Guest Post: Assessing the Relationship Between Parliament and Anticorruption Agencies

Today’s guest post is from Franklin De Vrieze, a Senior Governance Advisor for the Westminster Foundation for Democracy (WFD), a UK public body that works with parliaments, political parties, and civil society groups to promote fairer, more transparent, and more accountable democratic political systems.

In many countries, especially developing or transition countries, an independent anticorruption agency (ACA) is an important part of the country’s national anticorruption strategy. Today, there are more than 100 ACAs around the world, and though there are many different types of ACAs—some have only preventive and policy coordination roles—many ACAs have law enforcement powers (investigation and/or prosecution). To be effective in carrying out these law enforcement responsibilities, particularly when dealing with high-level corruption, ACAs must be sufficiently independent and sufficiently powerful. At the same time, though, the interest in autonomy may sometimes be in tension with other interests. For one thing, an ACA needs to maintain constructive working relations with state bodies dealing with corruption, including courts and the police. For another, accountability is also important. Any entity with law enforcement powers might wield those powers abusively, and in extreme cases, one must worry about the politicization of ACAs

What is the appropriate role of the parliament in addressing these challenges? Somewhat surprisingly, relatively little has been written on this topic. Relatively few ACAs report directly to parliament, probably due to understandable concerns regarding the need for independence from politicians who might themselves be the target of anticorruption investigations. Yet some have argued that for ACAs to be effective, they must be overseen, at least to some degree, by multiple external bodies, including parliament. More generally, in a democracy parliament will often bear ultimate responsibility for establishing measures that guarantee ACA independence but that also provide for sufficient ACA accountability.

In order to assist researchers and the democracy assistance community in optimizing parliament’s relationship to an ACA, the Westminster Foundation for Democracy (WFD) has recently published a research paper on parliament and independent oversight institutions (including ACAs), together with a companion assessment framework for the analysis of the relationship between parliaments and independent institutions. The assessment framework, which is rooted in existing international and comparative standards such as the Jakarta Statement on Principles for Anti-Corruption Agencies, focuses on four main aspects of parliament’s relationship with the ACA: Continue reading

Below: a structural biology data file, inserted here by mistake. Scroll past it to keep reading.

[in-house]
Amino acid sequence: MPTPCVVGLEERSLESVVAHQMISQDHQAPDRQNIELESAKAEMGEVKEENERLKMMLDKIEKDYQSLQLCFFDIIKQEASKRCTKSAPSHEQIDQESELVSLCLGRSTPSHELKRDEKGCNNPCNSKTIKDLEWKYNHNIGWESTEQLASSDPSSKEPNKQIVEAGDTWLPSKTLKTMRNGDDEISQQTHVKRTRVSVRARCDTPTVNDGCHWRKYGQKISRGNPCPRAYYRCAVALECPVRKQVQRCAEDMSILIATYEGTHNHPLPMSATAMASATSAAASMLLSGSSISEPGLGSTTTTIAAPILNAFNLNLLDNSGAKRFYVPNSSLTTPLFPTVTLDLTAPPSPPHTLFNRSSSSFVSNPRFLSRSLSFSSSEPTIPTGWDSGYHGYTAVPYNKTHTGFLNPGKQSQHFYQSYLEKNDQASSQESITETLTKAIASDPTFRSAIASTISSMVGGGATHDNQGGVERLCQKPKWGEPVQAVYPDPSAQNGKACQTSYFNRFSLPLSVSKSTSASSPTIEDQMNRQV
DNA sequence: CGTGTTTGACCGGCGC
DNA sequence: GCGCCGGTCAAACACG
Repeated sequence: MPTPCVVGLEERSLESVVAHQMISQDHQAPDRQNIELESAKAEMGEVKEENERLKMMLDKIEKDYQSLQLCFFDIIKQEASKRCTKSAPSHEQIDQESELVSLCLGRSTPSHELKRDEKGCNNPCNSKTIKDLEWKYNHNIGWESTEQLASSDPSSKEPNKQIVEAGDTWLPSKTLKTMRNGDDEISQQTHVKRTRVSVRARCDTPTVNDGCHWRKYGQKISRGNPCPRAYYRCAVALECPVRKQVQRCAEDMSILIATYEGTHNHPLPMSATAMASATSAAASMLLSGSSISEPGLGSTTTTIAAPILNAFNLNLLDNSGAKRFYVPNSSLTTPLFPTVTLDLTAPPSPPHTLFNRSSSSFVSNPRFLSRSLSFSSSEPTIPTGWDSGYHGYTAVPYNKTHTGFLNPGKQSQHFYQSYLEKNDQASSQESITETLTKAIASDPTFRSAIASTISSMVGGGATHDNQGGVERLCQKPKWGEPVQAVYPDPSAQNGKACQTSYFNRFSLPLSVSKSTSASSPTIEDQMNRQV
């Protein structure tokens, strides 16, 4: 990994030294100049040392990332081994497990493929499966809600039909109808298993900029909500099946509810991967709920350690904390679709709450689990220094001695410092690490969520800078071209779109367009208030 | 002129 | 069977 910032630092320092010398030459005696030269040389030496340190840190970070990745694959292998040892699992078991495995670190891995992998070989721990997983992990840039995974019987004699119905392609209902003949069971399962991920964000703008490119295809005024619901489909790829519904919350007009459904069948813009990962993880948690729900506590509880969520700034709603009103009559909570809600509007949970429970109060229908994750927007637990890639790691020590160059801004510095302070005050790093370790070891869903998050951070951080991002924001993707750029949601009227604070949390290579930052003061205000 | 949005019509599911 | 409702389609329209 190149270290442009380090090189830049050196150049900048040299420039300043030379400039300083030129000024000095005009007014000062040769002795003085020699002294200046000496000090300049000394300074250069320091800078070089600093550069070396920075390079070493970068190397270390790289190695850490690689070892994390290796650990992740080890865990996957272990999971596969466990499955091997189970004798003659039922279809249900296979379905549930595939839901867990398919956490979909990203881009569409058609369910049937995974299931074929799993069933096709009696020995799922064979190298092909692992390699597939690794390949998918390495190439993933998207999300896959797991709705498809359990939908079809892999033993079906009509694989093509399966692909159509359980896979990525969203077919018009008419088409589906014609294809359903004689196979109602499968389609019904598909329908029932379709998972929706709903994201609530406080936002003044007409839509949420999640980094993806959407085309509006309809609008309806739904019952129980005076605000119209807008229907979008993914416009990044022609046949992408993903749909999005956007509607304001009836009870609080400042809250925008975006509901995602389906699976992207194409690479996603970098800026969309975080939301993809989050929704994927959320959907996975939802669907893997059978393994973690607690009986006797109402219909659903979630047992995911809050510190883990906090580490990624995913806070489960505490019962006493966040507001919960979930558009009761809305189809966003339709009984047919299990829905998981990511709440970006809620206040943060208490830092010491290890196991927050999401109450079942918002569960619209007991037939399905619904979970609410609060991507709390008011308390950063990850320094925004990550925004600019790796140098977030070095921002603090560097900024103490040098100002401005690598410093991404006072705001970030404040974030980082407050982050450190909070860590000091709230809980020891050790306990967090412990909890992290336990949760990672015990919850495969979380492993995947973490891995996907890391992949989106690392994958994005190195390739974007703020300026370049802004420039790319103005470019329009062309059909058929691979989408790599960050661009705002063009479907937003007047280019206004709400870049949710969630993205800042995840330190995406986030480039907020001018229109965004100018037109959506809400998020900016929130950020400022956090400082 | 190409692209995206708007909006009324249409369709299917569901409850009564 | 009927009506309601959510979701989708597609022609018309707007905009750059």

Fighting Healthcare Corruption with Smiles and Stickers

Compared to other EU countries, petty bribery in Lithuanian healthcare is quite common (see here and here). Though extortion seems rare, Lithuanians frequently make informal (and illegal) payments to doctors either to get better/faster treatment or as an expression of gratitude. When describing this practice, Lithuanians use the language of “giving a gift” or “giving a little envelope,” euphemisms that imply that these payments have come to be perceived as acceptable expressions of gratitude rather than bribes, despite the fact that the Criminal Code prohibits bribery and the Civil Code prohibits giving doctors any sort of gifts outside their private lives. Though formally bribery, giving money to a doctor in Lithuania seems to have developed a different social meaning—rather than implying that you are a dishonest or corrupt person, giving extra money to your doctor has come to be understood as something that reasonable people do in recognition that doctors work hard, are underpaid, and deserve gratitude. Offering gifts or money to a doctor has also become a way to express how much you care about the health of your loved ones who are unwell. So, in Lithuania, the practice of making illegal payments to doctors seems to have become a “social norm” – a shared understanding that such behavior is permitted or even obligatory. It has become a norm both in the descriptive sense (people make these payments because they think that everyone else does so) and in the injunctive sense (making an extra payment to your doctor is an appropriate expression of gratitude). That doesn’t mean it’s good, or something we should ignore or tolerate. But it’s something we need to take into account when thinking about how to combat this form of corruption.